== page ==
Polycystic ovarian syndrome (PCOS), with its range of symptoms from dysregulated menses to infertility, is a huge burden to bear on its own. Unfortunately, in many cases, this disorder also predisposes patients to co-morbidities such as hypertension, type 2 diabetes and dyslipidemia1. Excessive fat deposition in the liver is known to drive non-alcoholic fatty liver disease (NAFLD) pathology. Studies have shown the coexistence of NAFLD and PCOS in 20-30% of PCOS patients2. Conversely, women with NAFLD are also at risk of developing PCOS. Metabolic pathway disturbances and hormonal changes in PCOS patients lead to abnormal lipid metabolism in the liver3. The molecular mechanisms underpinning this phenomenon have not been elucidated thus far.
Researchers at the University of Wisconsin-Madison and Johns Hopkins University developed a mouse model that closely reflects the metabolic and endocrine changes seen in women with PCOS. They discovered that exposing mice prenatally to high levels of glucocorticoids (GCs) translates to metabolic dysfunction in adult female mice, similar to that observed in women with PCOS. However, some inhibitory effects of PCOS on the reproductive system could not be successfully captured.
Using nuclear magnetic resonance (NMR), the authors of this publication conducted metabolomic profiling of the liver tissue of vehicle control and T1AM treated GC mice. T1AM is an endogenous thyroid hormone analog that has been previously shown to reduce body weight, maintain glucose homeostasis and promote efficient lipid utilization in obese mice with metabolic dysfunctions4. The NMR data provided evidence that T1AM treatment considerably altered the levels of amino acid metabolism intermediates in the liver. Increased levels of glutathione, a molecule that protects against oxidative stress, were also observed. Specific lipid species, including triglycerides and cholesterol, were significantly reduced in the livers of the T1AM group compared to the controls. These results were further confirmed by biochemical measurements using RT-PCR.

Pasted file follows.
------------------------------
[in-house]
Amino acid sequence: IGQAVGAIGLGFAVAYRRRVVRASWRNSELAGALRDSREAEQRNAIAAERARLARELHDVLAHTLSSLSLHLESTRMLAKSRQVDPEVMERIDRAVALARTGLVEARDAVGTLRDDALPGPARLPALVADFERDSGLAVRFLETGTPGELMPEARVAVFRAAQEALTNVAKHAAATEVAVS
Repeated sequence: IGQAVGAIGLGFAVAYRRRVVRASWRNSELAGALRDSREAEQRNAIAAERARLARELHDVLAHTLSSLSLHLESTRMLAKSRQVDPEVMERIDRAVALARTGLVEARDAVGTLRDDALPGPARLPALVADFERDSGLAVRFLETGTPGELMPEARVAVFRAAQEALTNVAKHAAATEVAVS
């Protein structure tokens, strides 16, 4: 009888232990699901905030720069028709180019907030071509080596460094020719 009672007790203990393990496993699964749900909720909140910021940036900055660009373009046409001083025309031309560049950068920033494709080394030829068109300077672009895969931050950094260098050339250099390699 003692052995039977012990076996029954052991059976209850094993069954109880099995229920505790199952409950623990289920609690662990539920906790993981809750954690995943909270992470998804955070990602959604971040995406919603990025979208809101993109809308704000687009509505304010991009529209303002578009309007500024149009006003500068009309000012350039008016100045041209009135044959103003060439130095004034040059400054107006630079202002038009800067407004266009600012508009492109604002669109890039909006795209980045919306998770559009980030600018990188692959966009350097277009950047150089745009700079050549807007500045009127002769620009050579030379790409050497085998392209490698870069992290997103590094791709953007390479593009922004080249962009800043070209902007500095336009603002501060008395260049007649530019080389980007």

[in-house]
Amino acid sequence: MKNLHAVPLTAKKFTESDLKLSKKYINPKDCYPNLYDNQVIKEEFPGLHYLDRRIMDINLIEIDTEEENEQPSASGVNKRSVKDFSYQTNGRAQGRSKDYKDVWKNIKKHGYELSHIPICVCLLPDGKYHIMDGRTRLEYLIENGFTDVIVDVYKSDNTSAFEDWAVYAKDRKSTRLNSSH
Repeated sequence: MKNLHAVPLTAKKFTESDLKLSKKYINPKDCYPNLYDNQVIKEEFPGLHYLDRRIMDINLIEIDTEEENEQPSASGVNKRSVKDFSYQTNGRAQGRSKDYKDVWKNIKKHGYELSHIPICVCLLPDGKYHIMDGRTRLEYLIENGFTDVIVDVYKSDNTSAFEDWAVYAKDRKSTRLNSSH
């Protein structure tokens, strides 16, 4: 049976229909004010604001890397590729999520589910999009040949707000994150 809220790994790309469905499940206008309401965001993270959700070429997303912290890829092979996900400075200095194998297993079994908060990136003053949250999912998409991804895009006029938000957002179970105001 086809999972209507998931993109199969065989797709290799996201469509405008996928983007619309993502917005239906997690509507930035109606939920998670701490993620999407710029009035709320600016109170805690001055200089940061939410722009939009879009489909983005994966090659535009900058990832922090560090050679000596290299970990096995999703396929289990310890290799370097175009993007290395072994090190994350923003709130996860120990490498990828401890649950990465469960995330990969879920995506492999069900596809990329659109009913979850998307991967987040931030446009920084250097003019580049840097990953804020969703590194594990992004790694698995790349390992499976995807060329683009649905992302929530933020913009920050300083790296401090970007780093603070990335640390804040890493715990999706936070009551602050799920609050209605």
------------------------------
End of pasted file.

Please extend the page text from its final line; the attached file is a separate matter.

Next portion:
Antioxidants protect against oxidative stress caused by free radicals, as a consequence of lipid oxidation and peroxidation. P53, a gene that is expressed at normal levels in healthy tissue but is elevated in the case of activated oncogenes or oxidative stress, was found to be decreased in T1AM treated mice with PCOS. This corresponded to an increase in the amount of glutathione detected by NMR.
Taken together, the findings in this paper indicate that PCOS mice have altered metabolic pathways that lead to a detrimental increase in lipid synthesis and oxidative stress in the liver. These characteristics are also observed in the case of NAFLD pathology. This study helps provide new molecular insights into the links between PCOS and NAFLD. T1AM, owing to its antioxidant effects and lipid pathway alterations, could potentially have beneficial effects in women with PCOS.
Link to the original publication: Metabolic profiling reveals reprogramming of lipid metabolic pathways in treatment of polycystic ovary syndrome with 3-iodothyronamine
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